How Language Affects Health
This book excerpt is from Chapter 1 of my upcoming book, A Case of Culture, available for purchase starting January 23, 2022. Learn more about the book here.
Some months ago, I was reading a case study in a Health Literacy textbook in which a young woman had taken her elderly Navajo grandfather to a local internal medicine clinic in a small Arizona town (Health Literacy, 2004). He had an infection on his right leg that was growing larger and larger as the days passed. Unable to bear the pain of his leg and the berating of his granddaughter, he agreed to go to the clinic with her.
During the appointment, the doctor took a look at the infection. It was already pretty severe, and it could have led to the grandfather losing his leg had he waited any longer to come in.
“You came to us at the right time. You need to take this medication if you want to treat this infection. Otherwise, it can get a lot worse,” the doctor said.
The grandfather, who did not know English, couldn’t understand a word that the doctor was telling him. The granddaughter offered to serve as an interpreter for her grandfather, but unfortunately her knowledge of medical terminology in Navajo was limited. As she attempted to convey to her grandfather what the doctor was trying to say, she struggled to translate the word “infection” into Navajo.
Now, language is possibly the most complex and extensive representation of a group’s culture. But when a culture lacks a certain concept or uses different means to explain a concept, there is often no direct translation available to explain said concept. For example, the Hmong culture has no direct word-to-word translation for “chemotherapy” because they have no concept of cancer as a disease. In fact, there is no word for cancer either. The word that they use for cancer translates to “death.” Cancer is viewed as a fatalistic condition, in which cancer marks one’s unchangeable destiny of death. So, in order to translate “chemotherapy,” one would have to resort to a several-pages-long explanation of what cancer is, what chemotherapy treatment does to the body, and what the patient might experience as a result of receiving chemotherapy (Baisch, 2008).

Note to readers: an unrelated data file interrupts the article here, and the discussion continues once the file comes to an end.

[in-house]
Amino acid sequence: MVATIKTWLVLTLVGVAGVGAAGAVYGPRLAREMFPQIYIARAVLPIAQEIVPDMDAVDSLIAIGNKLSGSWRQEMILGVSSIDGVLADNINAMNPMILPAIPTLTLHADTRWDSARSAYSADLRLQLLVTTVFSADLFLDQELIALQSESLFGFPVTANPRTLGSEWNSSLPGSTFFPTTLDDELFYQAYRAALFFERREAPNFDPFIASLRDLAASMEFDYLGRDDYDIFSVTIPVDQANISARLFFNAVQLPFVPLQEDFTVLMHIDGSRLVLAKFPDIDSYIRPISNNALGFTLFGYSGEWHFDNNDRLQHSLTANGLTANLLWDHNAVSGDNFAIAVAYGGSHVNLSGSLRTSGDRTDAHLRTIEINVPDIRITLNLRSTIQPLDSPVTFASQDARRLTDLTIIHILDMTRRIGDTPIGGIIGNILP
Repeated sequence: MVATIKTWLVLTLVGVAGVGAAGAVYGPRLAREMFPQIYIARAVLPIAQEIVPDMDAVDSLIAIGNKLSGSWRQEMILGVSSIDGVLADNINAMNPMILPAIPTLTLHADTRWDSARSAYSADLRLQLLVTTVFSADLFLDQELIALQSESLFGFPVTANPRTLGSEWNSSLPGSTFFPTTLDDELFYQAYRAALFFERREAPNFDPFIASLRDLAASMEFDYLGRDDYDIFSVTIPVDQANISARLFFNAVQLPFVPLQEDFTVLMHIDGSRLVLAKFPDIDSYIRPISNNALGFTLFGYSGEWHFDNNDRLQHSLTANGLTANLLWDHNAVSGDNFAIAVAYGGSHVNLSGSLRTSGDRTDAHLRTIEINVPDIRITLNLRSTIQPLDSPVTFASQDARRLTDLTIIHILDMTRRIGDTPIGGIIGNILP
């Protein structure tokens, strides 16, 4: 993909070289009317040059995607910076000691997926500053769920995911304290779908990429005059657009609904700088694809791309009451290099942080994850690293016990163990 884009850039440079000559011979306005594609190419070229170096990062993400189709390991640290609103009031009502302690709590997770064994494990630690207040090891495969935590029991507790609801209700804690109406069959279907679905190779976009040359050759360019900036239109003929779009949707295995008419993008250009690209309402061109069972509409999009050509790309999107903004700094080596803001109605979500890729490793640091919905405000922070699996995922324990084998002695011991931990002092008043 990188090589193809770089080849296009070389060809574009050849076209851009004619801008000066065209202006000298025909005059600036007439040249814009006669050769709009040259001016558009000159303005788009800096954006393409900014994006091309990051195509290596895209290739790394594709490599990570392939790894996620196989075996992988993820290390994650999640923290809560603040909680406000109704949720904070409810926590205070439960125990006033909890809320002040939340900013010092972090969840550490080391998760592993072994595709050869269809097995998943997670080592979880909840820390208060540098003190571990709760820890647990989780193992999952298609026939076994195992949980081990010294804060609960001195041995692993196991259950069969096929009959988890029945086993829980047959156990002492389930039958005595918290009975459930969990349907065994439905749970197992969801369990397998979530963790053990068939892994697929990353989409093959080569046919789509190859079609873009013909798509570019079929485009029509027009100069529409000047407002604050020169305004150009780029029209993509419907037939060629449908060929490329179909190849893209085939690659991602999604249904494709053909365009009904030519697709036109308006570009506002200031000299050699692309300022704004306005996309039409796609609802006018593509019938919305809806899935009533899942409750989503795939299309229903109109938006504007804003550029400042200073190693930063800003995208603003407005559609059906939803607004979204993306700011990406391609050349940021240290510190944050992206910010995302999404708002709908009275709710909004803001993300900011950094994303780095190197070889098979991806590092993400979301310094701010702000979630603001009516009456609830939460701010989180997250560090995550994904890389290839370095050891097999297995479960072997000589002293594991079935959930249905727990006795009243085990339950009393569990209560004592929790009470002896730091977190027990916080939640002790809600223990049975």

This undoubtedly requires much knowledge of both the culture of the patient and the culture of the Western healthcare system, as well as experience with working within both of these starkly different cultural groups. Inexperience or lack of knowledge of either culture can lead to dire consequences. One inexperienced interpreter attempted to explain the idea of “radiation treatment” to a Hmong patient, who had no concept of cancer as a disease, let alone of radiation as a treatment. “We’re going to put a fire in you,” the interpreter explained poorly. Needless to say, the patient was horrified and refused treatment entirely (Morse, 2003).
This was exactly what happened with the Navajo grandfather. In the Navajo culture, there is no concept of “infection,” since disease is believed to be a result of anything from improper conduction of rituals, to accidental contact with chindis (evil ghosts), to breaking taboos set in place by the Holy People. There is no concept of bacteria or microorganisms that can enter a wound and release toxins and incite an immune system response. The closest Navajo interpretation of infection is “contamination,” or the idea that inappropriate contact with animals, natural phenomena, or witches can cause illness (Csordas, 1989).
The granddaughter struggled to explain the concept of “infection” to her grandfather, who sat there confused about what was going on. The doctor asked one of the nurses to help with interpretation. Though the nurse was well-versed with the patient’s case and understood the basis of his bacterial infection, she too was unsuccessful in conveying this concept into the patient’s own language.
The grandfather grew frustrated from the confusion and lack of clarity. He just wanted to get out of there and find someone who actually knew what was going on and could explain it to him properly. So, he did what most patients do when they don’t understand what the doctor is saying. He nodded as if to say “okay,” pretending to understand what was going on.
In this article series, I share excerpts and stories from my book, A Case of Culture. If you would like to learn more about what happens next, you can find the rest of the story in Chapter 1 of my book, releasing this January 23 on Amazon, Barnes and Noble, and other retailers. If you enjoyed this book excerpt, please consider subscribing to this weekly excerpt series and sharing it with your network. To learn more about the book, visit my website. If you would like to connect, you can reach me here via email at firstname.lastname@example.org or connect with me @snigdhanandiauthor on Instagram and Facebook.